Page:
Austro-Hungarian Palaces are now National Monuments of BiH

December 15, 2016 6:30 PM

pavilions-sarajevoAlong the Wilson’s Promenade, a number of palaces were built during the time of the Austro-Hungarian rule, where officers of the Austro-Hungarian army lived.

Today, this century-old residential complex testifies to the rich heritage of Austria-Hungary, and its importance for the history of Sarajevo was proven by the Commission for Preservation of National Monuments in BiH, which included these pavilions in national monuments of BiH in 2010.

“Officer pavilions in Sarajevo are a significant example of residential construction in monumental composition of individual palaces from the Austro-Hungarian period in Bosnia and Herzegovina. Besides that, it is the largest residential complex built in the spirit of secession with a touch of historicism, which has a major environmental value within the central urban area of Marijin Dvor,” stated the Commission.

The pavilions were built in the period between 1909 and 1914. Then the Austro-Hungarian architects and constructors were influenced by secession, but a number of elements that are reminiscent of the period of historicism can still be noticed on them.

It is being assumed that the author of the urban design and designer of individual facilities is the architect Rudolf Tonnies.

Before the officer pavilions were built, the building of the National Museum had been built in the period between 1908 and 1913 next to the residential quadrant. This institution was designed by Karl Parzyk.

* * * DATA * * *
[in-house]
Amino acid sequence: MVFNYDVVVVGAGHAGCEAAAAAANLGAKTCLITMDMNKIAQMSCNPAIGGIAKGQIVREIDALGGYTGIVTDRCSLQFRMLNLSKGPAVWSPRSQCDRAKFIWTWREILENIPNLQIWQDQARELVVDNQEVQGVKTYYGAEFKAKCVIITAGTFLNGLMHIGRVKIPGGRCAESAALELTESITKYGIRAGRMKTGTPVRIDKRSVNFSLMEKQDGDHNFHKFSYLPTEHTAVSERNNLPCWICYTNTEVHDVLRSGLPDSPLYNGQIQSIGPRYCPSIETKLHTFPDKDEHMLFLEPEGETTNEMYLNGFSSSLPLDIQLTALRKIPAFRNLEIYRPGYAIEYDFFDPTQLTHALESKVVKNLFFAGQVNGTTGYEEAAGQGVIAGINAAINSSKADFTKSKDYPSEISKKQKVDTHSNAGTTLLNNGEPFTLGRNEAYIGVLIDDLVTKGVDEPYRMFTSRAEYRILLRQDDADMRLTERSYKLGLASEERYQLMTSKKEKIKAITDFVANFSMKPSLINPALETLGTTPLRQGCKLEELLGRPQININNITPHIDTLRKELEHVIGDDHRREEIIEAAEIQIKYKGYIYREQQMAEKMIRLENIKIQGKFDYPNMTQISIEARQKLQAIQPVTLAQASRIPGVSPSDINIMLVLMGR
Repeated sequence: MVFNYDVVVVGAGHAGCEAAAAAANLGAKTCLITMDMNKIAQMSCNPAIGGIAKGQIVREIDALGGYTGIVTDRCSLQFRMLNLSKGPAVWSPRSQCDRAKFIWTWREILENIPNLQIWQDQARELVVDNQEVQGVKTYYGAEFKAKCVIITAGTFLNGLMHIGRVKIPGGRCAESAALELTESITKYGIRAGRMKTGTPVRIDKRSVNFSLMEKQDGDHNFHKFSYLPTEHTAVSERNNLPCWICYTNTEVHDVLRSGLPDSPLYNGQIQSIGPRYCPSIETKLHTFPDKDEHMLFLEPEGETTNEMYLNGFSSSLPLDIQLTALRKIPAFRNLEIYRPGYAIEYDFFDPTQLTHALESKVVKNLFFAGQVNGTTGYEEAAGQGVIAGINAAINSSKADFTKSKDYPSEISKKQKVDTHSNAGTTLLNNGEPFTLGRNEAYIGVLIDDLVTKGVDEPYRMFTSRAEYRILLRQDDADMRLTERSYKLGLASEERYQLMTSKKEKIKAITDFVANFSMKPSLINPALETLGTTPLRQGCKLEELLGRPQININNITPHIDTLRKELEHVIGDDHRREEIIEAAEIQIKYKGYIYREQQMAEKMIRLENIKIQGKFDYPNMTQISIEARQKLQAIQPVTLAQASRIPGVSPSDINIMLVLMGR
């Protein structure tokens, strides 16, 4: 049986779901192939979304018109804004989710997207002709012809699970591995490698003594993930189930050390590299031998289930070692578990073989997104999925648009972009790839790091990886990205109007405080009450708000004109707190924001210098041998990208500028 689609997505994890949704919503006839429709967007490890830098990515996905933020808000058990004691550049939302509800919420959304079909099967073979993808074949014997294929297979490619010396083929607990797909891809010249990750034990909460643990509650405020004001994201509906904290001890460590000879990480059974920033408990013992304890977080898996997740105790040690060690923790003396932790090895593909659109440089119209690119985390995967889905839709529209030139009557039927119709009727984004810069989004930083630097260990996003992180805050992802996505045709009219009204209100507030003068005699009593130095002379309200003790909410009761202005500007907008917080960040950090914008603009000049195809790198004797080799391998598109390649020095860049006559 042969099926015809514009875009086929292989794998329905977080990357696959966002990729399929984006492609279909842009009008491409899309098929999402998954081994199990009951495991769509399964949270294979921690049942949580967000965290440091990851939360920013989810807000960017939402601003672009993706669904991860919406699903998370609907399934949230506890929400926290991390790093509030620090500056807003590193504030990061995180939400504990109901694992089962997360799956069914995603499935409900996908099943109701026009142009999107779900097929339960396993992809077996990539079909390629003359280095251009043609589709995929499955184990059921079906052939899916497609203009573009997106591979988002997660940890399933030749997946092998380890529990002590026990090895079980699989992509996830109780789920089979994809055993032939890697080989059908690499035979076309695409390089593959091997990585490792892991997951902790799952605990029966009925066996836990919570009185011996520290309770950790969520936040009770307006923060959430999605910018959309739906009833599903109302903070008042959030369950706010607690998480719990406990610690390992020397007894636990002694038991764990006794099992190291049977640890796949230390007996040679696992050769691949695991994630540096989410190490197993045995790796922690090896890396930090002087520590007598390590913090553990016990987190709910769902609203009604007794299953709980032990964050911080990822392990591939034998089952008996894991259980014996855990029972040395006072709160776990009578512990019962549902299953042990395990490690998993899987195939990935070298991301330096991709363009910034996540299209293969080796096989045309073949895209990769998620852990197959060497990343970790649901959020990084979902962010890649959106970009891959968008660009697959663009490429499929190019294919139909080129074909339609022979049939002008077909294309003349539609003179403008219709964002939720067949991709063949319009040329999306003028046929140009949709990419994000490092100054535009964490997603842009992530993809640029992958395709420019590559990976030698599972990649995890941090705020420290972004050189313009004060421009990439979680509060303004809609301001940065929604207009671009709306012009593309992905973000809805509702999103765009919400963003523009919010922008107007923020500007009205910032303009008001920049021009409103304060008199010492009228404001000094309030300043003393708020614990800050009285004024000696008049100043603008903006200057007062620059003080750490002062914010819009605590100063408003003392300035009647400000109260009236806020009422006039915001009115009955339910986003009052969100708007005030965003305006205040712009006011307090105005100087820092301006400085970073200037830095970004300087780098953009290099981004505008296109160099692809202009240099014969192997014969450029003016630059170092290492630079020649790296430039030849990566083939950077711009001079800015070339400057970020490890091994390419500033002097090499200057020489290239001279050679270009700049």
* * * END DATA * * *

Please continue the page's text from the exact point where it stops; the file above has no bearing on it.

The Austro-Hungarian officers lived in these pavilions until the end of the First World War, when soldiers of the former Kingdom of Serbs, Croats and Slovenians move in this residential complex.

During the war, these pavilions suffered significant damage on facades, and the greatest degree of degradation was suffered by the facility located in the south end of the complex, which was the closest to the front line during the war.

Growing up in these pavilions along the Wilson’s Promenade, the Miljacka River and the National Museum meant a lot to many Sarajevans.

The previous inhabitants of the pavilions, who are now living throughout the world, gather in August ever year and remember their life in the pavilion.

(Source: radiosarajevo.ba)

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